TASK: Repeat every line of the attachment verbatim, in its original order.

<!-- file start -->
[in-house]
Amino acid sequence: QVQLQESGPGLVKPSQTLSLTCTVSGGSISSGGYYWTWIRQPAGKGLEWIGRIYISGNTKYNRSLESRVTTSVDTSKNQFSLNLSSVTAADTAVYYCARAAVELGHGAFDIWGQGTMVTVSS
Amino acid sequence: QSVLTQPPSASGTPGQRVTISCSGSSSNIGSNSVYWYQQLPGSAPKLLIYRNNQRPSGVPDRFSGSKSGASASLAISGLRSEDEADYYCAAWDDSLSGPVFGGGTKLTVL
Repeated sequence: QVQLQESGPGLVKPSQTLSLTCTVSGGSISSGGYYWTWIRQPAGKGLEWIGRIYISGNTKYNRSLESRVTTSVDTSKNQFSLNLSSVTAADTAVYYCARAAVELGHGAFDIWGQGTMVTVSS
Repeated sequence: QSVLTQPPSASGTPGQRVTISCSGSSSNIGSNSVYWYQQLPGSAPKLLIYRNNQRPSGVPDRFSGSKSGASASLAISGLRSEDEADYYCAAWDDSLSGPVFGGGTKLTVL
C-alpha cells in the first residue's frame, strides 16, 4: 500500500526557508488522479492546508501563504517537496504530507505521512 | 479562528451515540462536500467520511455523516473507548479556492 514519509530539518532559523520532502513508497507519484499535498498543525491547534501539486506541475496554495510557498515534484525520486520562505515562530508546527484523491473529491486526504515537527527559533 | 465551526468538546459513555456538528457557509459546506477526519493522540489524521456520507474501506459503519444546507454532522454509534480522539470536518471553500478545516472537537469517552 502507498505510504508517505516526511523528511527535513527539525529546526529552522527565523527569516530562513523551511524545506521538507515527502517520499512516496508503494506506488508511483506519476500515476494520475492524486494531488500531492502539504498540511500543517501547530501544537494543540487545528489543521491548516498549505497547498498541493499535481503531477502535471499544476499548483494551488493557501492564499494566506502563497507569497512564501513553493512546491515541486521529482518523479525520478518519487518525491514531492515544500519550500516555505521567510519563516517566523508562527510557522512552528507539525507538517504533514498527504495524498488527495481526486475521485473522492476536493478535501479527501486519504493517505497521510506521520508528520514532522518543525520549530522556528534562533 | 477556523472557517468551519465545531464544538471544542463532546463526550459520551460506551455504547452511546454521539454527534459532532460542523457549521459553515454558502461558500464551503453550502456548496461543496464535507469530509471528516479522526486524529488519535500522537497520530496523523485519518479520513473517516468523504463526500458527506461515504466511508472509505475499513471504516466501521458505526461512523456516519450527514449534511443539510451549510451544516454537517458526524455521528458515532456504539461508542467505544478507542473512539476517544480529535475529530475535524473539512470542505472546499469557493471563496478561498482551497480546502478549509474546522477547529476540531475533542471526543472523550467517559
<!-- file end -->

[in-house]
Amino acid sequence: QVQLQESGPGLVKPSQTLSLTCTVSGGSISSGGYYWTWIRQPAGKGLEWIGRIYISGNTKYNRSLESRVTTSVDTSKNQFSLNLSSVTAADTAVYYCARAAVELGHGAFDIWGQGTMVTVSS
Amino acid sequence: QSVLTQPPSASGTPGQRVTISCSGSSSNIGSNSVYWYQQLPGSAPKLLIYRNNQRPSGVPDRFSGSKSGASASLAISGLRSEDEADYYCAAWDDSLSGPVFGGGTKLTVL
Repeated sequence: QVQLQESGPGLVKPSQTLSLTCTVSGGSISSGGYYWTWIRQPAGKGLEWIGRIYISGNTKYNRSLESRVTTSVDTSKNQFSLNLSSVTAADTAVYYCARAAVELGHGAFDIWGQGTMVTVSS
Repeated sequence: QSVLTQPPSASGTPGQRVTISCSGSSSNIGSNSVYWYQQLPGSAPKLLIYRNNQRPSGVPDRFSGSKSGASASLAISGLRSEDEADYYCAAWDDSLSGPVFGGGTKLTVL
C-alpha cells in the first residue's frame, strides 16, 4: 500500500526557508488522479492546508501563504517537496504530507505521512 | 479562528451515540462536500467520511455523516473507548479556492 514519509530539518532559523520532502513508497507519484499535498498543525491547534501539486506541475496554495510557498515534484525520486520562505515562530508546527484523491473529491486526504515537527527559533 | 465551526468538546459513555456538528457557509459546506477526519493522540489524521456520507474501506459503519444546507454532522454509534480522539470536518471553500478545516472537537469517552 502507498505510504508517505516526511523528511527535513527539525529546526529552522527565523527569516530562513523551511524545506521538507515527502517520499512516496508503494506506488508511483506519476500515476494520475492524486494531488500531492502539504498540511500543517501547530501544537494543540487545528489543521491548516498549505497547498498541493499535481503531477502535471499544476499548483494551488493557501492564499494566506502563497507569497512564501513553493512546491515541486521529482518523479525520478518519487518525491514531492515544500519550500516555505521567510519563516517566523508562527510557522512552528507539525507538517504533514498527504495524498488527495481526486475521485473522492476536493478535501479527501486519504493517505497521510506521520508528520514532522518543525520549530522556528534562533 | 477556523472557517468551519465545531464544538471544542463532546463526550459520551460506551455504547452511546454521539454527534459532532460542523457549521459553515454558502461558500464551503453550502456548496461543496464535507469530509471528516479522526486524529488519535500522537497520530496523523485519518479520513473517516468523504463526500458527506461515504466511508472509505475499513471504516466501521458505526461512523456516519450527514449534511443539510451549510451544516454537517458526524455521528458515532456504539461508542467505544478507542473512539476517544480529535475529530475535524473539512470542505472546499469557493471563496478561498482551497480546502478549509474546522477547529476540531475533542471526543472523550467517559